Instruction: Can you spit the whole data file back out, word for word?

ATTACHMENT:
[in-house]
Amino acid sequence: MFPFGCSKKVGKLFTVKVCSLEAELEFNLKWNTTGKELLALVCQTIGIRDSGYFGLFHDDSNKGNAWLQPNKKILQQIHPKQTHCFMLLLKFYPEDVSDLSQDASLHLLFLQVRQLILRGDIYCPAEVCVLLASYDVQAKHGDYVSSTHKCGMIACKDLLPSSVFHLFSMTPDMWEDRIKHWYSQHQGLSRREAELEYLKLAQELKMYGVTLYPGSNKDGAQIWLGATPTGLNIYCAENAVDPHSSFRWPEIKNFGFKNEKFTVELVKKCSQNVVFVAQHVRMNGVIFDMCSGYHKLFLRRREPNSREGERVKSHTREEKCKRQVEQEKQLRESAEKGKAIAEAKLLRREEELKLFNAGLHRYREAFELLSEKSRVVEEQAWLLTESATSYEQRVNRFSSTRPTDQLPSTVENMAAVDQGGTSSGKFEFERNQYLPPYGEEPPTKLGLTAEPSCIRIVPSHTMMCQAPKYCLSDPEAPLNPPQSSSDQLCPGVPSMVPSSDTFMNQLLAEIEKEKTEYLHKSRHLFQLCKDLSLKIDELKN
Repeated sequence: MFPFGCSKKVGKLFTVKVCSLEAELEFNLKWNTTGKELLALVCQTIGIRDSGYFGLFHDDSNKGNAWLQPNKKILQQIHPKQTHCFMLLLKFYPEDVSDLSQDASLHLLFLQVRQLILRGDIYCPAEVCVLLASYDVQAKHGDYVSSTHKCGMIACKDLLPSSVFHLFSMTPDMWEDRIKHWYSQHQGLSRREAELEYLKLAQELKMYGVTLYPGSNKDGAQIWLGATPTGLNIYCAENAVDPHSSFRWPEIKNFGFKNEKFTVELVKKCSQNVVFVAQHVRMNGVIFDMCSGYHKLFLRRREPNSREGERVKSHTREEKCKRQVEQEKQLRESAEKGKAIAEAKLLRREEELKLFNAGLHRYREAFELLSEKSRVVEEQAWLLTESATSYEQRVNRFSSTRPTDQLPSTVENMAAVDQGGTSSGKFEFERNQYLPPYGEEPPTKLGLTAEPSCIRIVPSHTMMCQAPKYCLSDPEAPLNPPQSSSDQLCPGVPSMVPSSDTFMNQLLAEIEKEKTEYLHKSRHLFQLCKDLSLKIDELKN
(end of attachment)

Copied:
[in-house]
Amino acid sequence: MFPFGCSKKVGKLFTVKVCSLEAELEFNLKWNTTGKELLALVCQTIGIRDSGYFGLFHDDSNKGNAWLQPNKKILQQIHPKQTHCFMLLLKFYPEDVSDLSQDASLHLLFLQVRQLILRGDIYCPAEVCVLLASYDVQAKHGDYVSSTHKCGMIACKDLLPSSVFHLFSMTPDMWEDRIKHWYSQHQGLSRREAELEYLKLAQELKMYGVTLYPGSNKDGAQIWLGATPTGLNIYCAENAVDPHSSFRWPEIKNFGFKNEKFTVELVKKCSQNVVFVAQHVRMNGVIFDMCSGYHKLFLRRREPNSREGERVKSHTREEKCKRQVEQEKQLRESAEKGKAIAEAKLLRREEELKLFNAGLHRYREAFELLSEKSRVVEEQAWLLTESATSYEQRVNRFSSTRPTDQLPSTVENMAAVDQGGTSSGKFEFERNQYLPPYGEEPPTKLGLTAEPSCIRIVPSHTMMCQAPKYCLSDPEAPLNPPQSSSDQLCPGVPSMVPSSDTFMNQLLAEIEKEKTEYLHKSRHLFQLCKDLSLKIDELKN
Repeated sequence: MFPFGCSKKVGKLFTVKVCSLEAELEFNLKWNTTGKELLALVCQTIGIRDSGYFGLFHDDSNKGNAWLQPNKKILQQIHPKQTHCFMLLLKFYPEDVSDLSQDASLHLLFLQVRQLILRGDIYCPAEVCVLLASYDVQAKHGDYVSSTHKCGMIACKDLLPSSVFHLFSMTPDMWEDRIKHWYSQHQGLSRREAELEYLKLAQELKMYGVTLYPGSNKDGAQIWLGATPTGLNIYCAENAVDPHSSFRWPEIKNFGFKNEKFTVELVKKCSQNVVFVAQHVRMNGVIFDMCSGYHKLFLRRREPNSREGERVKSHTREEKCKRQVEQEKQLRESAEKGKAIAEAKLLRREEELKLFNAGLHRYREAFELLSEKSRVVEEQAWLLTESATSYEQRVNRFSSTRPTDQLPSTVENMAAVDQGGTSSGKFEFERNQYLPPYGEEPPTKLGLTAEPSCIRIVPSHTMMCQAPKYCLSDPEAPLNPPQSSSDQLCPGVPSMVPSSDTFMNQLLAEIEKEKTEYLHKSRHLFQLCKDLSLKIDELKN